To non-native English speakers, usage of preposition is always a headache. When I consulted the definition of “of” with an English Japanese dictionary at hand, it gives 16 different patterns of usage starting from 1. possession, 2. attribution / belonging, 3. relationship / contents / limit, 4. equality / apposition, to 13. distance / range, 14. subject of action, 15. object of action, 16. causes / motives. It's far beyond my ability to master all of them.
With that said, I was interested in the function of ‘of’ in the following paragraph of Jeffrey Archer’s “Kane & Abel”:
After the feast Wladek enjoyed distributing gifts from Christmas tree, laden with candles and fruit, to the awestruck peasant children –a doll for Sophia, a forest knife for Josef, a new dress, a new dress for Florentyna – the first gift Wladek had ever requested of* the Baron. ‘Is it true,’ asked Josef of** his mother when he received a gift from Wladek, ‘that he is not our brother, Matka? ‘No, she replied, ‘but he will always be my son.’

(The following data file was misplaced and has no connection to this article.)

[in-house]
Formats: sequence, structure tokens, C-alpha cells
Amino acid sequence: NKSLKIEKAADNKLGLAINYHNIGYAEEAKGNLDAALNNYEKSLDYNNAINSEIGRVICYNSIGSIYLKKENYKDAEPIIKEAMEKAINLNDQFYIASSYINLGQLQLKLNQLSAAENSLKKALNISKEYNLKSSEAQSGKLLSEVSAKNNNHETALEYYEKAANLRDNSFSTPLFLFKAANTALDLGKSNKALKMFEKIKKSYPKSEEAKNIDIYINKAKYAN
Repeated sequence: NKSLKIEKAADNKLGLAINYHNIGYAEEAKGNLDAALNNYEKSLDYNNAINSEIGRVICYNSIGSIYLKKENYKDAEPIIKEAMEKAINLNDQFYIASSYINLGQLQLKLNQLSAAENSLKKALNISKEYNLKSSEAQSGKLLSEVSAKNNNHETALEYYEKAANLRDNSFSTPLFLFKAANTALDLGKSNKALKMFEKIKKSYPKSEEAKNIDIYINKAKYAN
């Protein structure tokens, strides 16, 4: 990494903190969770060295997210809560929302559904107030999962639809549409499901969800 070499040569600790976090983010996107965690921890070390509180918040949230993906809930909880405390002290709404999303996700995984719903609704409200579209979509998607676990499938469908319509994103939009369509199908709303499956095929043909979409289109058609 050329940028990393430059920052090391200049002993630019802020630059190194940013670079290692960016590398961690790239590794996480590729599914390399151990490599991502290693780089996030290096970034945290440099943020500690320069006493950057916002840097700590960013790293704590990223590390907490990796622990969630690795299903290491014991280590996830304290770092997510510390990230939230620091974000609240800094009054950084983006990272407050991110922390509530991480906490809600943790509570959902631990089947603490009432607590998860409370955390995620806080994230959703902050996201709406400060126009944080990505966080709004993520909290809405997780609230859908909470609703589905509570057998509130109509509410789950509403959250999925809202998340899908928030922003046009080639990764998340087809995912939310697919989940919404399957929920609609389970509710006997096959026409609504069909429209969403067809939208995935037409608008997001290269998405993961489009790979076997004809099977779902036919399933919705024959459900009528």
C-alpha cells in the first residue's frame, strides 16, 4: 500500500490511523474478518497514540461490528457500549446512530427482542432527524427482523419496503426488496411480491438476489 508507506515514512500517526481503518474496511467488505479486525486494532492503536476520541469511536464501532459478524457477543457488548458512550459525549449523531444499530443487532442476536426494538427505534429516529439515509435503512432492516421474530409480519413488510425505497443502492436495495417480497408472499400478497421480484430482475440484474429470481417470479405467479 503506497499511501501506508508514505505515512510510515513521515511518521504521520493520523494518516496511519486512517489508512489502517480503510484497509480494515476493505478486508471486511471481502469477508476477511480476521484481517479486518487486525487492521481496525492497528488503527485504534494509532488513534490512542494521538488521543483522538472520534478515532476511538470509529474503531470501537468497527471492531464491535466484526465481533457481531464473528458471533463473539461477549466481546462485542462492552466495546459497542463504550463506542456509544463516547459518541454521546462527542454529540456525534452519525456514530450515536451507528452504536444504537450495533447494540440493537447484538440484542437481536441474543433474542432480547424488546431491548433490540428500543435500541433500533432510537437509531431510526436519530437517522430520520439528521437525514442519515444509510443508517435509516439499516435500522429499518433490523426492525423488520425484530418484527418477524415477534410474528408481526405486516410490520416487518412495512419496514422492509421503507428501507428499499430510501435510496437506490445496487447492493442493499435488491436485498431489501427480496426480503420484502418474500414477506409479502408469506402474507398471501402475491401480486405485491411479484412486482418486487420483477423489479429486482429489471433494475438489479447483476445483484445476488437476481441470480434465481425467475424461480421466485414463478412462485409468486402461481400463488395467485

I can understand the use of ‘of*’ The dictionary gives an example – He requested of his guests that they sit down.
But with the second ‘of,’ the Kodansha’s English Japanese Dictionary defines “ask A of B” as “demand A (thing) to B (person) as in ‘That’s asking too much of John.’ However, in the above quote, Josef is simply asking a question to his mother, not demanding a thing.
Is ‘of**’ indispensable in the sentence -‘Is it true,’ asked Josef of his mother ‘that he is not our brother? Doesn’t it make sense at all, if I wrote ‘Is it true,’ asked Josef (to) his mother,’ by omitting ‘of’?